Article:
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View Full Version : What if atmospheric testing had continued after 1963?



wd40
2012-Sep-26, 11:47 PM
After 600 atomic explosions, due to rising C14, atmospheric testing was mostly stopped in 1963.

http://www.youtube.com/watch?v=LLCF7vPanrY

WI due to ignorance, obtuseness or military exigencies, testing had continued unabated in the air?

What by now would have been the medical consequences on humanity?

As with Fukushima, a small increase in thyroid cancers?

Or much worse?

Swift
2012-Sep-27, 02:32 AM
wd40

We have told people for a long time not to embed videos and it is clearly stated in rule 8. I might excuse a newbie, but you've been here a long time and should know better by now

Solfe
2012-Sep-27, 03:44 AM
After 600 atomic explosions, due to rising C14, atmospheric testing was mostly stopped in 1963.

http://www.youtube.com/watch?v=LLCF7vPanrY

WI due to ignorance, obtuseness or military exigencies, testing had continued unabated in the air?

What by now would have been the medical consequences on humanity?

As with Fukushima, a small increase in thyroid cancers?

Or much worse?

The medical effects might be a little more varied that just thyroid cancers. Radiation, pollutants, etc. can cause all kinds of thyroid diseases. Interestingly enough, there is a study of pollution (http://www.ncbi.nlm.nih.gov/pmc/articles/PMC1240619/pdf/ehp109s-000845.pdf) (ncbi.nlm.nih.gov link) correlating disease rates by zip code in Buffalo, NY vs the rest of the state. The rates for these zip codes are noticeably higher than the average for NY State.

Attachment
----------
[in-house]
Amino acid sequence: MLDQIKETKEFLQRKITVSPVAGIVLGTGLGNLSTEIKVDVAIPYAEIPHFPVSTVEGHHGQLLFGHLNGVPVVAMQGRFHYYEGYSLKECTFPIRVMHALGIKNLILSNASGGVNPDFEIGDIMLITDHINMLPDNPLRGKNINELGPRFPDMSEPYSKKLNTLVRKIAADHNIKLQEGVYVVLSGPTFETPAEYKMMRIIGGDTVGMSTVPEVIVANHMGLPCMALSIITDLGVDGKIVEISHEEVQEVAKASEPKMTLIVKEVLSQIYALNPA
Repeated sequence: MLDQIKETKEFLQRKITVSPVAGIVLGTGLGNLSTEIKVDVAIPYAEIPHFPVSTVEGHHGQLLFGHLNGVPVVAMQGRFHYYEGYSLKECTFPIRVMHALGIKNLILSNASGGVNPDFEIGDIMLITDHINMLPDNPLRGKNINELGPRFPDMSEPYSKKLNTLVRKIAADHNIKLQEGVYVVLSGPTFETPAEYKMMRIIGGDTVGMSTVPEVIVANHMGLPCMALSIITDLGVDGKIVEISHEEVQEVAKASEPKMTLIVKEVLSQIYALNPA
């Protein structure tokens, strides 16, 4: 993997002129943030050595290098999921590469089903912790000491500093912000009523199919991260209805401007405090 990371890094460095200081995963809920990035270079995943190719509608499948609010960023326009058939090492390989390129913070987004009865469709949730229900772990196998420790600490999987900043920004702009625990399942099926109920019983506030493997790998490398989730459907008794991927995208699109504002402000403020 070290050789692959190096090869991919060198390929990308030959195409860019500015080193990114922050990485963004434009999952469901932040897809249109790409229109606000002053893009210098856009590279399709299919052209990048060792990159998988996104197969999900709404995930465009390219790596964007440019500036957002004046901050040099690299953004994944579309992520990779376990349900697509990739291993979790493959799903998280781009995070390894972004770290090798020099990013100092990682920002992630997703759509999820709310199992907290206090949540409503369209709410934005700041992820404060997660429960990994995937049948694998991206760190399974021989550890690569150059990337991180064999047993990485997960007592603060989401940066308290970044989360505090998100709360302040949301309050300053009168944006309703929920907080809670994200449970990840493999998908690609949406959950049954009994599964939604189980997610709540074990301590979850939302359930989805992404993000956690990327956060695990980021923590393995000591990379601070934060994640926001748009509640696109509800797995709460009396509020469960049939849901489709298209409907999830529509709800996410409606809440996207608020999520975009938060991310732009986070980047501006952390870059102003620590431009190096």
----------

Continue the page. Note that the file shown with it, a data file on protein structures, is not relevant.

A few years ago, I wrote paper for school about the rates and if memory serves me, thyroid disease affects 1 in 14 people in the US, 1 in 8 if you are female. On a couple of occasions I have heard that Western New York has a rate of 1 in 3 but was unable to track down any proof that it was anywhere near that high. However the study above does point to a higher rate for some areas around New York. I am not a "medical anything" so apply some salt liberally, but looking at that one study, there are places with rates 15-20% higher than the general population.

I don't discount thyroid problems as an effect of testing weapons, but I would think all of the other problems would be harder to tackle.

wd40
2012-Sep-27, 04:11 AM
I believe reading that the radiation and fallout from 200 Hiroshima size bombs exploding in non-populated areas around the world simultaneously could end humanity. But 600 over 18 years, many over 20kT and including many H bombs, seems to have had hardly any measurable effect.

primummobile
2012-Sep-27, 04:56 AM
I believe reading that the radiation and fallout from 200 Hiroshima size bombs exploding in non-populated areas around the world simultaneously could end humanity. But 600 over 18 years, many over 20kT and including many H bombs, seems to have had hardly any measurable effect.